Yesterday’s post described a sharp sectional divide in contemporary American federalism: pro-competitive states versus pro-cartel states. The divide holds across Obamacare/Medicaid, labor, environmental, tax, and cultural issues. Here is the basic map again (the competitive coalition appears in red, the cartel cabal in blue):
Today, as promised, some thoughts on what the sectional divide might mean for American politics and federalism.
Sectionalism: Politics and History
Justice Scalia: Mr. Clement, I didn’t take the time to figure this out, but maybe you did. Is there any chance that all 26 States opposing it have Republican governors, and all of the States supporting it have Democratic governors? Is that possible?
Mr. Clement: There’s a correlation, Justice Scalia.
Obamacare Transcript, Day 3
Isn’t the sectional pattern simply a reflection of red-and-blue party politics? Undoubtedly, partisan politics plays a role (for example, in some states’ litigation positions). However, California and Massachusetts have been aggressively “pro-enviro” and pro-Medicaid even and especially under Republican governors. Conversely, Virginia has two Democratic Senators, and Florida is usually a toss-up state. And the states’ congressional delegations are often divided (see Table below—more on the implications later). In short, Paul Clement was righter than he knew, in a broader sense than he intended: partisan alignments correlate strongly with states’ pro- or anti-competitive orientation, but they reflect rather than produce a divide that runs deeper than party politics.
The map above is the oldest map in American politics. Circa 1900, it would show sharp cleavages between the (then-segregationist) South, the (then-industrial) Northeast and Great Lakes states, and the (then-agrarian-populist) West. The contemporary alignments look strikingly similar. The South hangs together, anchored by Texas and Virginia. (Non-red Southern states trend strongly red). The coalition has picked up reliable allies among Mountain and Plains states—not a surprising trend, in a broad historical perspective. (The question why the West did not form a firm coalition with the South against the then-dominant industrial Northeast in the decades around 1900 has confounded sociologists and economists from Barrington Moore to Ronald L. Rogowski. Most likely, folks out West loathed Jim Crow; that issue, obviously, is now off the table.) The Northeast has picked up the West Coast, foremost California. However, with the exception of hapless, hopeless Illinois, it is gradually losing Great Lakes states that by all rights should be blue: Ohio, Pennsylvania, Indiana, Michigan, Wisconsin. Many of them are defecting; that’s what the public union melee in those places is about.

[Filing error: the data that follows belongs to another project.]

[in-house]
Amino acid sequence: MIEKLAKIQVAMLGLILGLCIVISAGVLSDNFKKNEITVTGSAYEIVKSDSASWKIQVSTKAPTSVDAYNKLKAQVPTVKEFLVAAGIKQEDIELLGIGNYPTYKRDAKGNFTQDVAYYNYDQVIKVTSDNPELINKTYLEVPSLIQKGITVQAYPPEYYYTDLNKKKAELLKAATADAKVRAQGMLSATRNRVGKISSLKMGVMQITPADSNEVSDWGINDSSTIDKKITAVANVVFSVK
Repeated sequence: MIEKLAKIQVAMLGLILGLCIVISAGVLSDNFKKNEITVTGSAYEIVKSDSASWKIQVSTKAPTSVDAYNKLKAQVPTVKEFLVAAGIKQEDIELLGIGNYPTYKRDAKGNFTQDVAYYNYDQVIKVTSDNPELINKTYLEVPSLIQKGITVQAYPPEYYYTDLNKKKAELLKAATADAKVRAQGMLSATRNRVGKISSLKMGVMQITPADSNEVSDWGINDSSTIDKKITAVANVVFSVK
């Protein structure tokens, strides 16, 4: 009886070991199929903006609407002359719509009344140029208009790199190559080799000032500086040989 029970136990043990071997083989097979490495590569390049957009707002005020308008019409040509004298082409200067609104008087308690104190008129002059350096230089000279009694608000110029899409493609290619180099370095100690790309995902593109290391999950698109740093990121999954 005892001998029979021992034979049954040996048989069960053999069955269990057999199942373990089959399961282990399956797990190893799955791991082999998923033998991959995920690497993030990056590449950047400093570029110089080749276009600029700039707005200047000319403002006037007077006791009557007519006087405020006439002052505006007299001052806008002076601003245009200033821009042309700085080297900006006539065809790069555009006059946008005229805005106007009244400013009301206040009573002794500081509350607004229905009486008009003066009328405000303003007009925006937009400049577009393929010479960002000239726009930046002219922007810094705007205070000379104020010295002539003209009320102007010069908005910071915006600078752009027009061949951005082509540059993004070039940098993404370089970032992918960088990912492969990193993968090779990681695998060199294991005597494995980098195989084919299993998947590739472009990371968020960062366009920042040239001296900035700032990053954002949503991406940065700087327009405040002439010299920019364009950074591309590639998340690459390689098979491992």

The crucial change has to do with substance, not alignments: the South and its allies, back then the periphery of America’s political economy, have become its dynamic center. Meanwhile, the once-vibrant Northeast-cum-California is bleeding jobs, population (especially millionaires), industries, and House seats and electoral votes (see Table above). The dynamic and the state alignment aren’t going to change any time soon and with this or that election. Sectionalism is the most stubborn force in American politics even as the underlying issues change. Back then, the dividing issue was race. Today’s divide looks like Europe versus America, but the geographic line runs where it has always run. I live on the Potomac, just south of Old Town Alexandria, VA. From my balcony, I can see Europe.
What does any of this have to do with federalism? Everything. Yesterday’s snazzy maps and today’s observations suggest a fundamental re-negotiation of America’s federalism bargain.